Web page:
>Your argument assumes that cramming doesn't work. This hypothesis simply
>isn't born out by reality at large. Cramming works. It doesn't have to be
>a situation where the student pulls an all-nighter the night before an exam
>and forgets about it two days later. It's just as bad when students take
>three weeks before the exam and overload themselves with the material.
>With it all fairly fresh in their mind, they pass the tests and do quite
>well, and forget it within two or three months.
Schools will still be the deciding factor whether students pass or fail. The standardized test only rates the school. The students will have no reason to cram for these tests. Also schools can test students over material any time they want. What is not done, today, is constant testing over everything learned. We can arguably say that schools actualy promote cramming. Students study for material, students take test, students move on to new material. Well, we can test for retention of material too. A few months at the end of the school year all students will be tested. That will motivate schools to excercise constant testing of material throughout the school year. If students are cramming, it won't matter because if they keep using their knowledge to pass the test it becomes long term knowledge.
>You clearly haven't seen students studying for AP Biology, physics, and
>others, which have multiple choice as well as hand-written essay sections.
Actualy, I've taken an AP Chemistry course. The test was extremely easy. I never studied for it, yet had any idea what to study for, didn't know much about chemistry just had some common observational since. A gas consintrated in one are of the room goes where? Hello! Where else is it going to go?
>The cramming strategy I have described above is employed by many, many
>students; it was especially endemic in my high school which said "get a 5
>on the AP, get an A in the course."
You don't seem to understand what kind of superior, super human brain you would have to have to take in all this information and store it in short term memory. I'm not talking about AP Physics. I'm talking about Physics, Mathematics, History, Philosophy, Computer Science, Chemistry, Anatomy, Geography, etc... In all levels of understanding.
>You seem to be imagining super-duper hands-on test-your-knowledge tests,
>which somehow can't be crammed. There IS no test which can't be crammed.
>You're deluding yourself if you believe otherwise.
Have you done any study of memory? My research topic in biology is on memory. I'll email you a copy when I've finished.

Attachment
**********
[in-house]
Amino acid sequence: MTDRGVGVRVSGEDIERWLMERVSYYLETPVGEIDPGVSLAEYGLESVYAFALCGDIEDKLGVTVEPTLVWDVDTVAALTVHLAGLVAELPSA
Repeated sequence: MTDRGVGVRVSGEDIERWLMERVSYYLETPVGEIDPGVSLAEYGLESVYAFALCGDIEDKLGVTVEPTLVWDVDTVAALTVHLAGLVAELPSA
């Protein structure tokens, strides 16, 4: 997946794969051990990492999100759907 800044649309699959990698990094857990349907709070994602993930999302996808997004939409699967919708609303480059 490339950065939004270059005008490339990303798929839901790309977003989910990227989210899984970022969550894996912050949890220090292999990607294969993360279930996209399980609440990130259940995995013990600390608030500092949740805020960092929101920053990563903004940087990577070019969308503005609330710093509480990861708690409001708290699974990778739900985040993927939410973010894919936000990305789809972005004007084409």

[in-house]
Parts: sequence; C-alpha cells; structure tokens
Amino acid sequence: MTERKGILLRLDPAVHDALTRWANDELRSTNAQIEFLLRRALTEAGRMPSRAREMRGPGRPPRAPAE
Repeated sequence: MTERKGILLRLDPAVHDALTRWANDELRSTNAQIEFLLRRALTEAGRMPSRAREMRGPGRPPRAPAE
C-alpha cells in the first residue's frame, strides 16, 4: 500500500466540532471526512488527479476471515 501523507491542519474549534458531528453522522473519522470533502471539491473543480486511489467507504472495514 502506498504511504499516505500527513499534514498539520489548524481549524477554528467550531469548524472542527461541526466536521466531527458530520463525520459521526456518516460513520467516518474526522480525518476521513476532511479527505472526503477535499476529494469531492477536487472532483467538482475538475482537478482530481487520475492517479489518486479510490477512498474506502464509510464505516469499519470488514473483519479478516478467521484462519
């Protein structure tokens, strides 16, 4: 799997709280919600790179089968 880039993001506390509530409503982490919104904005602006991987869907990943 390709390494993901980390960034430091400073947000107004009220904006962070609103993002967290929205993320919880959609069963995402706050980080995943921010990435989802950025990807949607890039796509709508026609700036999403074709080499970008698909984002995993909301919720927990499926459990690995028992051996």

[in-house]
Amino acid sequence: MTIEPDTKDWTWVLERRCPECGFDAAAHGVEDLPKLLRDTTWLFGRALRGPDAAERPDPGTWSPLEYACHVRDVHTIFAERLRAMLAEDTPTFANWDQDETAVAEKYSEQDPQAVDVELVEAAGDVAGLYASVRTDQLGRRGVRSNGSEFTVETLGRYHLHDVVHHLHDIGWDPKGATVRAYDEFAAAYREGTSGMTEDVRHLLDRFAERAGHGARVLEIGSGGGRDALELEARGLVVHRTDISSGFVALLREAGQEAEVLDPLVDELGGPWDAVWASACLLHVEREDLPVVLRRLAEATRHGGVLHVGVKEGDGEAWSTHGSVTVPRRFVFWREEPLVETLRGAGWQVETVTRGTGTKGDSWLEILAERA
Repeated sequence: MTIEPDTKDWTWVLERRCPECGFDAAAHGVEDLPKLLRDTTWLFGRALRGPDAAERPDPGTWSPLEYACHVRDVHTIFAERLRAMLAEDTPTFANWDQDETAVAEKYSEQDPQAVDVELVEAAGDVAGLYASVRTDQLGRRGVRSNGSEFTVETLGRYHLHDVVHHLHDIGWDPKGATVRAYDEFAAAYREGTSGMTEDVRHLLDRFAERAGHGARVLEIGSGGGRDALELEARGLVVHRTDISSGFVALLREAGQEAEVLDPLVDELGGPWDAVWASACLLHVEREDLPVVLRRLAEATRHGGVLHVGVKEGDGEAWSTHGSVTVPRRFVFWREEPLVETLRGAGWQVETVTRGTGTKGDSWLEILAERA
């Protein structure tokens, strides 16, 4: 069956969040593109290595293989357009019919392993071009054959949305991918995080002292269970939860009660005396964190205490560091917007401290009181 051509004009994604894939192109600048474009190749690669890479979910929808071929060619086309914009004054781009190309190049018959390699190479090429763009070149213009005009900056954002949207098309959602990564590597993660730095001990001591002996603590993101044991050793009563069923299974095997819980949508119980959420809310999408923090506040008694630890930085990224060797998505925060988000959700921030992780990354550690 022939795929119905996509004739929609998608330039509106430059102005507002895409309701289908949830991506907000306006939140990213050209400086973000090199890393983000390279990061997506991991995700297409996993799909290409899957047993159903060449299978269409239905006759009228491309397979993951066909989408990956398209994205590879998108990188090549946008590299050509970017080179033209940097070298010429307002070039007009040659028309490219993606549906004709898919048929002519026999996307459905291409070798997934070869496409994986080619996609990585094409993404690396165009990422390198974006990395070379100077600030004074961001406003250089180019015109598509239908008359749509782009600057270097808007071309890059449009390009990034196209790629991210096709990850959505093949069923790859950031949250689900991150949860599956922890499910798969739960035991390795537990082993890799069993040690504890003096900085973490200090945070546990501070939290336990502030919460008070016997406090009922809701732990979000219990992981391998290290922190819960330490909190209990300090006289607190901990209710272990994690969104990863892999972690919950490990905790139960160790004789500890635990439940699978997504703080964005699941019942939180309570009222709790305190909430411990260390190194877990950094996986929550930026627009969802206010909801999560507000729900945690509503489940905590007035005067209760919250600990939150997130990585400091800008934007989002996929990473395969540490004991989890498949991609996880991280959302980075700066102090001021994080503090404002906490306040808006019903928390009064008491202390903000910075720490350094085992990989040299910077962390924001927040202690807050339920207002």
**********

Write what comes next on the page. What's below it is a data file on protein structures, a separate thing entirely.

>By the time we have AI programs that can evaluate essays, we'll have AI
>programs which can give direct oral examinations of the students, on a
>regular basis, and who are capable of delivering lectures and answering
>questions. In short, we'll have AI teachers, performing the very same jobs
>that teachers perform today.
Some day, but not that fast. We will first have AI that can read and grade papers before we have AI that can teach. There is a lot more that goes into teaching than explaining materials.
>Frankly, it's surprising me to see all these libertarians arguing for
>market failure. Sure, it's one thing to say that the gov't shouldn't
>mandate schooling, but that's really a distinct issue from saying that
>teachers shouldn't be giving out grades.
I don't know where you came up with that? I just stated schools should be rated to drive competition. Teachers give grades and employeers decide if the school the student came from is good enough for him/her.
>The former simply falls out from libertarian theory;
Are you saying market performance is some how affiliated with political
Are you saying market performance is some how affiliated with political thought?
>the latter is an argument that almost every private institution in the
>country is perating inefficiently, and has been for many, many years. This
>is an argument for market failure.
I think you should check over you logic again. This is simply a fallacy of alternatives. Inefficience doesn't mean failure. Inefficience just means it could be better.
>If you don't believe in market failure, and you DO believe that
>comprehensive third-party testing is the optimal way to allocate
>credentials, then you believe that there's money to be made in investing in
>such an organization. I sure wouldn't, but it seems to me that you guys
>need to be putting your money where your mouth is on this one.
Can you please discribe market failure to me. Markets fail all the time but I don't think that's what you mean.
>So start your own private school, for crying out loud, or give your fadvice
>to the College Board or some presently existing school. If your theories
>are correct, your school will be excellent, you'll walk out with a gigantic
>pile of cash, and all will praise your genius.
That's a great idea, but I fail to see why people will give me money by explaining a better idea to them. So what do I do? Walk in, say I have a great idea that will reform schools creating a society of well informed and intellegent citizens, how much is that worth to ya?